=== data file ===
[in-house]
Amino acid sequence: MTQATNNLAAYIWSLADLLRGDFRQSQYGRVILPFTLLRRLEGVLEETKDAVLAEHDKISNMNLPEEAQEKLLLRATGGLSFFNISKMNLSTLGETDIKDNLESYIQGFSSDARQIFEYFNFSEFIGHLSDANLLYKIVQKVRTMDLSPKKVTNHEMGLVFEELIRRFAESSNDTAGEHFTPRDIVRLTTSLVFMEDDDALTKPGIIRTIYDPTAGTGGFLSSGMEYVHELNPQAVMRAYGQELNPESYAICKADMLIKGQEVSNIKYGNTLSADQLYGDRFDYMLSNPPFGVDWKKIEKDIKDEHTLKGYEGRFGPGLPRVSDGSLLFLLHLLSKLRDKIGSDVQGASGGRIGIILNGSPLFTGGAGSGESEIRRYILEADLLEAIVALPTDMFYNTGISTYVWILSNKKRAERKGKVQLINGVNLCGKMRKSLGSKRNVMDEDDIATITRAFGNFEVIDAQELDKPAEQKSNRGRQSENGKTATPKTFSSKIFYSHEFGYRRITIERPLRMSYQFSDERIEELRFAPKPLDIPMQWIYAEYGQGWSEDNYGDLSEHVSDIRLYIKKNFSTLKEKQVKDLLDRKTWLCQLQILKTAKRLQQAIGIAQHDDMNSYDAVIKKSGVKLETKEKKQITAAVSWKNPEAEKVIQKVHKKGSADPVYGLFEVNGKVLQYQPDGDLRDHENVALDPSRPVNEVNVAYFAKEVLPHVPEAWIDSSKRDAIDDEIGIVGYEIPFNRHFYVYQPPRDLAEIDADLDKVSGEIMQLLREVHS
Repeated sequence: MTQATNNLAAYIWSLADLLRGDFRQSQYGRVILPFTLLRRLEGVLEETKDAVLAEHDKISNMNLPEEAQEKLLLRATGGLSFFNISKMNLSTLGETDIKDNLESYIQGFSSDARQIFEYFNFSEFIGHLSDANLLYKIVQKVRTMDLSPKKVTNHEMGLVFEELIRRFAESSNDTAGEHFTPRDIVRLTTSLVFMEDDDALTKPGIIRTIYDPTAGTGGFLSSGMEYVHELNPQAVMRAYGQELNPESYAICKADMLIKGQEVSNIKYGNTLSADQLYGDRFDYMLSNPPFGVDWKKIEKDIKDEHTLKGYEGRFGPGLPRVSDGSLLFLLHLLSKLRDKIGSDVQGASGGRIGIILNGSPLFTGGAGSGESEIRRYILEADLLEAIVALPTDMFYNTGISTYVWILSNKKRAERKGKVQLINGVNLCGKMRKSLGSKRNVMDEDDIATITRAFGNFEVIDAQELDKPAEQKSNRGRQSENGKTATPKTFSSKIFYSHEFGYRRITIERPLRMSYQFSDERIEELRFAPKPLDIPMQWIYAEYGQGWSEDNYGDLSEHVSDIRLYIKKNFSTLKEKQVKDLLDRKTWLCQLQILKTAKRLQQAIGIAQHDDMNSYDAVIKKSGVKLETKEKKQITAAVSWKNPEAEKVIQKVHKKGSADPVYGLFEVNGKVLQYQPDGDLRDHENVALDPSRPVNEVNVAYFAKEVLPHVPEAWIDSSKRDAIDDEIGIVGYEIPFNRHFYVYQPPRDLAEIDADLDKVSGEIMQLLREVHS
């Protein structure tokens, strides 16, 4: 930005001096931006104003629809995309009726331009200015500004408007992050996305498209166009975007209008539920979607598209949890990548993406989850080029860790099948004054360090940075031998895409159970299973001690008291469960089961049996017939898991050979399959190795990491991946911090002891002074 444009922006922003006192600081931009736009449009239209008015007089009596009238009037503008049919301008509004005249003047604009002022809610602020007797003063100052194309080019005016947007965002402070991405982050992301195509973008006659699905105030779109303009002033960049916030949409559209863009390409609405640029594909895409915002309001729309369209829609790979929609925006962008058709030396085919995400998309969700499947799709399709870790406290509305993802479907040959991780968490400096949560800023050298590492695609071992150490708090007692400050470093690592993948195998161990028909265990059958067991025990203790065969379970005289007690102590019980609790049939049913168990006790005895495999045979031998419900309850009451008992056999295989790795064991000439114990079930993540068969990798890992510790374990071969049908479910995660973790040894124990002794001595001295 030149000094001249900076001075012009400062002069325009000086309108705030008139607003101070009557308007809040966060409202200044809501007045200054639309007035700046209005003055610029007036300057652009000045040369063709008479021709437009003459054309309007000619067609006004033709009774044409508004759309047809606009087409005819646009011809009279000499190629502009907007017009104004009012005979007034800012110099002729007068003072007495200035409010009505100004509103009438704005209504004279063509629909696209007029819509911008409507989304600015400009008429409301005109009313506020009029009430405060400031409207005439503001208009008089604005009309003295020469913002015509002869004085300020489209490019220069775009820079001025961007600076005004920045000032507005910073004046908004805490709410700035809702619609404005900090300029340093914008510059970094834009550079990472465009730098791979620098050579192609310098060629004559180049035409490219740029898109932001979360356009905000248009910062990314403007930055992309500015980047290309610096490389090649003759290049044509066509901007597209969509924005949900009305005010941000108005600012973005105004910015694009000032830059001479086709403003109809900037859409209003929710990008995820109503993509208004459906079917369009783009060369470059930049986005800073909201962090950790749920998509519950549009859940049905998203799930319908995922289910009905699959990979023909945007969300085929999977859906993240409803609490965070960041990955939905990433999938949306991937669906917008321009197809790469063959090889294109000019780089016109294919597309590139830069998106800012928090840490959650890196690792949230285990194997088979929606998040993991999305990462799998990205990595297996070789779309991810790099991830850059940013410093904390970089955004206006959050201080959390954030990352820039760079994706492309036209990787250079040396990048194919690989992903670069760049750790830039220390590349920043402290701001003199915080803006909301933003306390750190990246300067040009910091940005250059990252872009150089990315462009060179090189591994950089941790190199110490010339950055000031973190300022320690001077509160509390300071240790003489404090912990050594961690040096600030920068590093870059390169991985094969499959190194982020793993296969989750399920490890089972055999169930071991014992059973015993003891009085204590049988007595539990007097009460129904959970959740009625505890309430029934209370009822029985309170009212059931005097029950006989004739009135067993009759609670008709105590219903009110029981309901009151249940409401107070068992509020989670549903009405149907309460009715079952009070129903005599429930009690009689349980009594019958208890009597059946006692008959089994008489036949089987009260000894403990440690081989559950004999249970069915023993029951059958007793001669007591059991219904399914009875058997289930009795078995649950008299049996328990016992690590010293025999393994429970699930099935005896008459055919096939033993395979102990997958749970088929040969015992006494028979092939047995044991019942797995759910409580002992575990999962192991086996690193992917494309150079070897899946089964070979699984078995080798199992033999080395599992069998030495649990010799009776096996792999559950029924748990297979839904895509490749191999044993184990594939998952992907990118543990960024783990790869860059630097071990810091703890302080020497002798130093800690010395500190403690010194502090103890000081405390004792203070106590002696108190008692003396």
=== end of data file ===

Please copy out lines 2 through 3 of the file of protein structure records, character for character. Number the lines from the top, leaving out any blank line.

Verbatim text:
Amino acid sequence: MTQATNNLAAYIWSLADLLRGDFRQSQYGRVILPFTLLRRLEGVLEETKDAVLAEHDKISNMNLPEEAQEKLLLRATGGLSFFNISKMNLSTLGETDIKDNLESYIQGFSSDARQIFEYFNFSEFIGHLSDANLLYKIVQKVRTMDLSPKKVTNHEMGLVFEELIRRFAESSNDTAGEHFTPRDIVRLTTSLVFMEDDDALTKPGIIRTIYDPTAGTGGFLSSGMEYVHELNPQAVMRAYGQELNPESYAICKADMLIKGQEVSNIKYGNTLSADQLYGDRFDYMLSNPPFGVDWKKIEKDIKDEHTLKGYEGRFGPGLPRVSDGSLLFLLHLLSKLRDKIGSDVQGASGGRIGIILNGSPLFTGGAGSGESEIRRYILEADLLEAIVALPTDMFYNTGISTYVWILSNKKRAERKGKVQLINGVNLCGKMRKSLGSKRNVMDEDDIATITRAFGNFEVIDAQELDKPAEQKSNRGRQSENGKTATPKTFSSKIFYSHEFGYRRITIERPLRMSYQFSDERIEELRFAPKPLDIPMQWIYAEYGQGWSEDNYGDLSEHVSDIRLYIKKNFSTLKEKQVKDLLDRKTWLCQLQILKTAKRLQQAIGIAQHDDMNSYDAVIKKSGVKLETKEKKQITAAVSWKNPEAEKVIQKVHKKGSADPVYGLFEVNGKVLQYQPDGDLRDHENVALDPSRPVNEVNVAYFAKEVLPHVPEAWIDSSKRDAIDDEIGIVGYEIPFNRHFYVYQPPRDLAEIDADLDKVSGEIMQLLREVHS
Repeated sequence: MTQATNNLAAYIWSLADLLRGDFRQSQYGRVILPFTLLRRLEGVLEETKDAVLAEHDKISNMNLPEEAQEKLLLRATGGLSFFNISKMNLSTLGETDIKDNLESYIQGFSSDARQIFEYFNFSEFIGHLSDANLLYKIVQKVRTMDLSPKKVTNHEMGLVFEELIRRFAESSNDTAGEHFTPRDIVRLTTSLVFMEDDDALTKPGIIRTIYDPTAGTGGFLSSGMEYVHELNPQAVMRAYGQELNPESYAICKADMLIKGQEVSNIKYGNTLSADQLYGDRFDYMLSNPPFGVDWKKIEKDIKDEHTLKGYEGRFGPGLPRVSDGSLLFLLHLLSKLRDKIGSDVQGASGGRIGIILNGSPLFTGGAGSGESEIRRYILEADLLEAIVALPTDMFYNTGISTYVWILSNKKRAERKGKVQLINGVNLCGKMRKSLGSKRNVMDEDDIATITRAFGNFEVIDAQELDKPAEQKSNRGRQSENGKTATPKTFSSKIFYSHEFGYRRITIERPLRMSYQFSDERIEELRFAPKPLDIPMQWIYAEYGQGWSEDNYGDLSEHVSDIRLYIKKNFSTLKEKQVKDLLDRKTWLCQLQILKTAKRLQQAIGIAQHDDMNSYDAVIKKSGVKLETKEKKQITAAVSWKNPEAEKVIQKVHKKGSADPVYGLFEVNGKVLQYQPDGDLRDHENVALDPSRPVNEVNVAYFAKEVLPHVPEAWIDSSKRDAIDDEIGIVGYEIPFNRHFYVYQPPRDLAEIDADLDKVSGEIMQLLREVHS